So we spent a couple of days trying to coordinate a meeting… I got a text while I was asleep from Harry about meeting the next day. I jumped on the opportunity. Cancelled all my obligations and jumped in the car to drive to Austin and meet with him. Harry, his lovely wife and I met at a great Austin restaurant and proceeded to talk about film for almost two hours. It was clear we were truly birds of a feather. Half the things I’d mention actually kind of freaked them out… as they would tell me that either a film I’d bring up was something they had just watched or a director I’d reference had just emailed.

I really think the stars had aligned for this show. Because we are 100% committed and see the true future of entertainment… and we are focused on making this show something really special.

How has your background in adverts and film helped you in creating a show for the internet?

I’ve actually used that experience to make this show work. I’ve helped build two ad agencies, and the last time I found and assembled a talented team. We always strove to get great production value no matter the budget… and by selecting the right team you can find artists that are capable of multi-tasking and you recognize their passion to create something special. I myself am directing, producing, lighting, shooting and editing this show.

My advertising background has helped me with quick turnaround. But I will tell you that I’ve never experienced anything quite like this. With advertising you’re talking about thirty seconds, sometimes a minute of content. But in a month you might produce a dozen commercials. This show started out at 5 minutes long-the response was amazing. Everyone wanted more-starting with our tremendously supportive producers out of L.A. So we’re now around 10 minutes a show and in a month that’s equivalent to tailor making around 80 commercials! And it’s weekly. So although I’m used to delivering high end production on a tight schedule this is a completely new beast in itself.

Not since the days of me juggling directing and editing my debut film while producing Emmy winning commercials have I worked this feverishly. And you know…. it’s not really work if you love it. And I most certainly do.

The show has a Tales from the Crypt and Pee-wee’s Playhouse vibe going on – what are the inspirations?

Harry is the mastermind to the show. Harry pitched the idea to me as being a little like Pee Wee’s Play House and I immediately fell in love with the show. I also realized this was going to be a lot more work than what Nerdist and I had realized. This isn’t a talking head show like a lot of the current internet programming. It’s almost indescribable.

Since we both grew up on a lot of the same films and shows we both throw in ideas and see what sticks. He mentioned the Boiler to me and our Set designer Suzette Soucie at a production meeting. I was initially thinking of doing some CGI on a heater. But before returning home sent her a text about creating a practical boiler that could be manipulated on set. The Boiler has been one of our most well received elements of the show. And it was only a small portion of ideas we have for characters. But it wasn’t until after our meeting and an afterthought that we decided to make it work practically on set.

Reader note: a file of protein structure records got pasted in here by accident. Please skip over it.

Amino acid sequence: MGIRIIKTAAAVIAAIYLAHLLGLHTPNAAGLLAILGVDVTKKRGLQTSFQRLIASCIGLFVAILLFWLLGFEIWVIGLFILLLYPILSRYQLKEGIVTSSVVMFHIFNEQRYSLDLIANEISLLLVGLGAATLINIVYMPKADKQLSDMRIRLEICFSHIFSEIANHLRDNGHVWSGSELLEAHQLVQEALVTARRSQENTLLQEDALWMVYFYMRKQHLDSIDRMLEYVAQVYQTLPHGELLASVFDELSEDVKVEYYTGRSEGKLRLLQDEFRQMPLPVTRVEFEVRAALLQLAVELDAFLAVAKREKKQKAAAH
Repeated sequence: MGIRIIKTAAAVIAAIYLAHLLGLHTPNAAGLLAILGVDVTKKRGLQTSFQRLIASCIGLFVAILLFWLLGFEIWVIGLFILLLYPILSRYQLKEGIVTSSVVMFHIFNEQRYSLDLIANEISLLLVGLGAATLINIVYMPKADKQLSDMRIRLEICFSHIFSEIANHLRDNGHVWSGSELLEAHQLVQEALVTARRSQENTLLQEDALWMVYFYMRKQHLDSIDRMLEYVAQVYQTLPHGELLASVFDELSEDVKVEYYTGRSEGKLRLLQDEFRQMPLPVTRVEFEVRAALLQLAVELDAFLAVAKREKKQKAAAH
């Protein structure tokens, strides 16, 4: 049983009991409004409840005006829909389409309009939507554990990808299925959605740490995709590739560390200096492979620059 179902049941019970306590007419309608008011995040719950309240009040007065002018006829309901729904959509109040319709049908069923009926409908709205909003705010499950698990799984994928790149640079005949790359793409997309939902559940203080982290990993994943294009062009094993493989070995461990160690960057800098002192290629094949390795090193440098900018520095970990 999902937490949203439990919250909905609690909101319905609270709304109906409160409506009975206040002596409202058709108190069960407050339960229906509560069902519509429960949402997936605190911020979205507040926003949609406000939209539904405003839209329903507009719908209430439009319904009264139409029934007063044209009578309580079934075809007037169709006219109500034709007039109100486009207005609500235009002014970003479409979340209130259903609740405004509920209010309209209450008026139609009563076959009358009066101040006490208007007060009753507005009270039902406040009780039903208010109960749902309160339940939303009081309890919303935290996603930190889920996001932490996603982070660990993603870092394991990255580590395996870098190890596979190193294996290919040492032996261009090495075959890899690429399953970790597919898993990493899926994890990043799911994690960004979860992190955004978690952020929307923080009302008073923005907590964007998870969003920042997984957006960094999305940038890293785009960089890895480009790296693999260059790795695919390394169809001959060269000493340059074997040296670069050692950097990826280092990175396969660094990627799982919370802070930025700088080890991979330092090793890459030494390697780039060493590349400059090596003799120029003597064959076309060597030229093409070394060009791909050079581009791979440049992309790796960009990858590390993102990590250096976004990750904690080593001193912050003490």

In a weird way he’s kind of like Harry’s side kick. But also his alter ego as well. The Oscar the grouch of the basement. And that’s a nod to shows like Pee-wee. But we have inspiration from films like Jean Cocteau’s Beauty & The Beast. Directors like Joe Dante came to mind to me when I was devising lighting and visual style. When you look at the basement it reminds me a bit of the cover to Harlan Ellison’s Essential collection. And we’re inspired by Austin itself.

To me the show has that Brett Hart style – what is it you bring to it aesthetically?

But I don’t think it feels anything like my debut thriller. I think I do have a specific style of frenetic camera work and dramatic lighting. However, I feel that as a director your role is to execute, steer and serve the material first and foremost. Our approach with this show is more fantasy, a bit tongue in cheek. But the show will continue to have different emotional beats. One of our upcoming episodes will be a bit more nostalgic. Another more collegiate. So our inspirations are all degrees of art and education… and it’ll reflect in the show as it grows…. like Harry’s basement.

Harry Knowles became the first real “internet celebrity” – why do you think this happened?

Because he’s a genius. He told me a story about how he and his father were doing events, trading, selling comics, film posters when he actually stumbled upon a way of getting more immediate access to an audience through the internet. He sold a poster online for thousands (that he has since purchased back) to someone within minutes before the days of eBay. His father was amazed they didn’t have to go set up stands, pay for booths etc. A light went off for both of them. They recognized the power and immediacy of the internet.

In Part 2 Brett discusses the challenges of making a weekly webisode series and the future of Ain’t It Cool With Harry Knowles.